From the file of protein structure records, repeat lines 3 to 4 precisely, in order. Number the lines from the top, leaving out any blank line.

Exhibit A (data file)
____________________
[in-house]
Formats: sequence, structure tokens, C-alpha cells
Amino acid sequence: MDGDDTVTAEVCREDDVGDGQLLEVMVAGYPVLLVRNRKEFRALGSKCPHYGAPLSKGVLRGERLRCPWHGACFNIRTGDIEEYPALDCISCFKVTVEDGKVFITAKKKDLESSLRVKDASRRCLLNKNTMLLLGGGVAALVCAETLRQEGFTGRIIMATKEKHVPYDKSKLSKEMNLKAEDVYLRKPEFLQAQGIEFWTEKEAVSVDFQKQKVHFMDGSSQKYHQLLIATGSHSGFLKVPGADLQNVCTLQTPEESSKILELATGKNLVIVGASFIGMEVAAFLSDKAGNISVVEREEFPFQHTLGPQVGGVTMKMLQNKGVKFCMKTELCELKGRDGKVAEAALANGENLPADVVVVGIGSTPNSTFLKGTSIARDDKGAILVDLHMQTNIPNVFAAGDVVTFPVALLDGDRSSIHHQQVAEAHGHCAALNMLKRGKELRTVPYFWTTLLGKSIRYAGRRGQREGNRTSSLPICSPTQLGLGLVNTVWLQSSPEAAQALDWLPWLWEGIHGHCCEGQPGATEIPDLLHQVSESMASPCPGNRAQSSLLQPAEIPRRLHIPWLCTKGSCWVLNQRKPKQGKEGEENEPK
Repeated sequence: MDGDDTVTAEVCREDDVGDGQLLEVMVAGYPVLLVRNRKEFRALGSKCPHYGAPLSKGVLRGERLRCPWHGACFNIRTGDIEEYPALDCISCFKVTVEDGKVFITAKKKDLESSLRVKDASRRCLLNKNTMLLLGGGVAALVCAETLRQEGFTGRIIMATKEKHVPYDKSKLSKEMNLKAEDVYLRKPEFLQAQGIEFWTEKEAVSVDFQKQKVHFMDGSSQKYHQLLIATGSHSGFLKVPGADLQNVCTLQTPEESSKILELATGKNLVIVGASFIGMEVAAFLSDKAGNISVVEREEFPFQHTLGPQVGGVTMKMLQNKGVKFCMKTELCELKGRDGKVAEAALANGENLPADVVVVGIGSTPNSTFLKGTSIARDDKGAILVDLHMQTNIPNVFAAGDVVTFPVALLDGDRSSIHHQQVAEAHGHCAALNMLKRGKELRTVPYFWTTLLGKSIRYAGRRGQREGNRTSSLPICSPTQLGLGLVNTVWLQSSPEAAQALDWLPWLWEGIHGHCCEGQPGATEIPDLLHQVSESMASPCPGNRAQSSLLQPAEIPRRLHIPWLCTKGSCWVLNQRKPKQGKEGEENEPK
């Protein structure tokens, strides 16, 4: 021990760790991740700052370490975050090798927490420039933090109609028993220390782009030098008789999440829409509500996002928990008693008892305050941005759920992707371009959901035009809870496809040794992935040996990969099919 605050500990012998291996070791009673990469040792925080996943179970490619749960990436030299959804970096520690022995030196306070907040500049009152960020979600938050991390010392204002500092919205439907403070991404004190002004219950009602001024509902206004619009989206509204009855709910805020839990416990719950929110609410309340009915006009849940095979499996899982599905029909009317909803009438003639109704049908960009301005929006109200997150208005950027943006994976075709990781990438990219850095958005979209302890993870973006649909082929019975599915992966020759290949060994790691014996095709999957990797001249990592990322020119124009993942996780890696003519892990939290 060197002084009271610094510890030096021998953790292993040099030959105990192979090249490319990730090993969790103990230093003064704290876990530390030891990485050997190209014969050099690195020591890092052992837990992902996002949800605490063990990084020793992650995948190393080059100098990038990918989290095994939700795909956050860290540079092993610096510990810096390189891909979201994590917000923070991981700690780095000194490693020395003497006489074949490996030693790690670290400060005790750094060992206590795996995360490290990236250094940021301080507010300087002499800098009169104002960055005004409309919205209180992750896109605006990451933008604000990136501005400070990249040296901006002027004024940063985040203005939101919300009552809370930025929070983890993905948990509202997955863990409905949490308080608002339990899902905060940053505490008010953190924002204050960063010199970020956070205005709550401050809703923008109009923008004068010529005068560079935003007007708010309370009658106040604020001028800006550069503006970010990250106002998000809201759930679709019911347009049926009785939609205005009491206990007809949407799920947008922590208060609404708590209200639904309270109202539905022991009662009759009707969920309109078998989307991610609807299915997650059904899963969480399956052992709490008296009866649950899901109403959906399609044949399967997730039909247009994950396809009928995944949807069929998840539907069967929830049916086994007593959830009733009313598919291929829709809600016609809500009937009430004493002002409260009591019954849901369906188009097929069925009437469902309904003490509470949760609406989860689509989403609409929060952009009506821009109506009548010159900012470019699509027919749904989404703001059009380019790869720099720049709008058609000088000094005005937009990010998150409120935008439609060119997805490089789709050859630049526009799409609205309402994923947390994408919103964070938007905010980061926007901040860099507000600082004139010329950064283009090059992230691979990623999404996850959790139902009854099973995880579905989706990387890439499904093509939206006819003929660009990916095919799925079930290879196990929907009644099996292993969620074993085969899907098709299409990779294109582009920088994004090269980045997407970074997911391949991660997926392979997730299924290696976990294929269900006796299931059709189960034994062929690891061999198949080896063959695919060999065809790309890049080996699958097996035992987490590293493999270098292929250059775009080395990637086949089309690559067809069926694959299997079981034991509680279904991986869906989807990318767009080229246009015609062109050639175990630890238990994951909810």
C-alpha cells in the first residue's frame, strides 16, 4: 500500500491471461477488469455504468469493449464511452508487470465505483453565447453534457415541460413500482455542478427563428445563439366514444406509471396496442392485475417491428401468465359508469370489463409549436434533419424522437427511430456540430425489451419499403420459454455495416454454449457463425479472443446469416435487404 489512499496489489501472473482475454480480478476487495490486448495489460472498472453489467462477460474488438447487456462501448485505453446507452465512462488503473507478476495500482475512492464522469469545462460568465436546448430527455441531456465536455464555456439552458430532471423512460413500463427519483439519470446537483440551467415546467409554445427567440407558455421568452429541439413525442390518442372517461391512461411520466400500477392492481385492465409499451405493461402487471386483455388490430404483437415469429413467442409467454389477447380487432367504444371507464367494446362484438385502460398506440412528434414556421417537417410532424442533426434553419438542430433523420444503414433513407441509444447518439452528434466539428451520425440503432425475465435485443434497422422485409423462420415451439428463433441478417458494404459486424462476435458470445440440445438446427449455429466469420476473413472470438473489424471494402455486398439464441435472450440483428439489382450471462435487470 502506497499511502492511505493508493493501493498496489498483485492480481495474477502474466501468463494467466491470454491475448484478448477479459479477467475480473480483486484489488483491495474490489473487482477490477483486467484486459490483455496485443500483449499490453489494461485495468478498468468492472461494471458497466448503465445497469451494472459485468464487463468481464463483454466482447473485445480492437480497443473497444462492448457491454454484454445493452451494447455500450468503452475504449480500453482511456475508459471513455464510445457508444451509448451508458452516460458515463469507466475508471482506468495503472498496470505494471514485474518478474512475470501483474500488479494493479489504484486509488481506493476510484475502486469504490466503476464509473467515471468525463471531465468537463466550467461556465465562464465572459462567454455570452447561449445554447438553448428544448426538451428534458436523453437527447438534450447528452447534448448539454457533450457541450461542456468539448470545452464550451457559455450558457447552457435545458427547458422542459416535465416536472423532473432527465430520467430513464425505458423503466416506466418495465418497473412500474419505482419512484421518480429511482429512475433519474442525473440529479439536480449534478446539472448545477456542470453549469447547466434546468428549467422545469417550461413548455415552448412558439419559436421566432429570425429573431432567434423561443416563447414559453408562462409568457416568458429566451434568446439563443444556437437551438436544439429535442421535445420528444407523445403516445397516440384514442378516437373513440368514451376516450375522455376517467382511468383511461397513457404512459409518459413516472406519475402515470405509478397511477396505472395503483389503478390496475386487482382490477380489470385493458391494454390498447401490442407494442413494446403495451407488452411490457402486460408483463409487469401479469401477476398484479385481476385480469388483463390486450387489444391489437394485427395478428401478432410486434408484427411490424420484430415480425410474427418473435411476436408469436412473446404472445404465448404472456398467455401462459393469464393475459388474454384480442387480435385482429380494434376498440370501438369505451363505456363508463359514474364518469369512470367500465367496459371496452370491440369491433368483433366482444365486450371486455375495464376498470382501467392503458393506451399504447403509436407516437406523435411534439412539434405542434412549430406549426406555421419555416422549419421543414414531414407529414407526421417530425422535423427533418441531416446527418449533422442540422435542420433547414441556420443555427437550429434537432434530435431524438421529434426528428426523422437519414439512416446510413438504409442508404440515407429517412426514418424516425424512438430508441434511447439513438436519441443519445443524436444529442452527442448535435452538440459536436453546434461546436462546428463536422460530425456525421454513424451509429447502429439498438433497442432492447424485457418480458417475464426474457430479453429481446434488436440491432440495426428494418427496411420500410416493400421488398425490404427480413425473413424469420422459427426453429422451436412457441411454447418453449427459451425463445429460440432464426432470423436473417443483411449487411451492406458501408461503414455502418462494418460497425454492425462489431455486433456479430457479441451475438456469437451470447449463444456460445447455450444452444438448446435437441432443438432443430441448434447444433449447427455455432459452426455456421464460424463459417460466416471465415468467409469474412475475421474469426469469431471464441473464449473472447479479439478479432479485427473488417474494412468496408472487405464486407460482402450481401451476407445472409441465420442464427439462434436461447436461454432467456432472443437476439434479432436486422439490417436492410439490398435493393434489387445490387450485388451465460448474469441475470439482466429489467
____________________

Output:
Amino acid sequence: MDGDDTVTAEVCREDDVGDGQLLEVMVAGYPVLLVRNRKEFRALGSKCPHYGAPLSKGVLRGERLRCPWHGACFNIRTGDIEEYPALDCISCFKVTVEDGKVFITAKKKDLESSLRVKDASRRCLLNKNTMLLLGGGVAALVCAETLRQEGFTGRIIMATKEKHVPYDKSKLSKEMNLKAEDVYLRKPEFLQAQGIEFWTEKEAVSVDFQKQKVHFMDGSSQKYHQLLIATGSHSGFLKVPGADLQNVCTLQTPEESSKILELATGKNLVIVGASFIGMEVAAFLSDKAGNISVVEREEFPFQHTLGPQVGGVTMKMLQNKGVKFCMKTELCELKGRDGKVAEAALANGENLPADVVVVGIGSTPNSTFLKGTSIARDDKGAILVDLHMQTNIPNVFAAGDVVTFPVALLDGDRSSIHHQQVAEAHGHCAALNMLKRGKELRTVPYFWTTLLGKSIRYAGRRGQREGNRTSSLPICSPTQLGLGLVNTVWLQSSPEAAQALDWLPWLWEGIHGHCCEGQPGATEIPDLLHQVSESMASPCPGNRAQSSLLQPAEIPRRLHIPWLCTKGSCWVLNQRKPKQGKEGEENEPK
Repeated sequence: MDGDDTVTAEVCREDDVGDGQLLEVMVAGYPVLLVRNRKEFRALGSKCPHYGAPLSKGVLRGERLRCPWHGACFNIRTGDIEEYPALDCISCFKVTVEDGKVFITAKKKDLESSLRVKDASRRCLLNKNTMLLLGGGVAALVCAETLRQEGFTGRIIMATKEKHVPYDKSKLSKEMNLKAEDVYLRKPEFLQAQGIEFWTEKEAVSVDFQKQKVHFMDGSSQKYHQLLIATGSHSGFLKVPGADLQNVCTLQTPEESSKILELATGKNLVIVGASFIGMEVAAFLSDKAGNISVVEREEFPFQHTLGPQVGGVTMKMLQNKGVKFCMKTELCELKGRDGKVAEAALANGENLPADVVVVGIGSTPNSTFLKGTSIARDDKGAILVDLHMQTNIPNVFAAGDVVTFPVALLDGDRSSIHHQQVAEAHGHCAALNMLKRGKELRTVPYFWTTLLGKSIRYAGRRGQREGNRTSSLPICSPTQLGLGLVNTVWLQSSPEAAQALDWLPWLWEGIHGHCCEGQPGATEIPDLLHQVSESMASPCPGNRAQSSLLQPAEIPRRLHIPWLCTKGSCWVLNQRKPKQGKEGEENEPK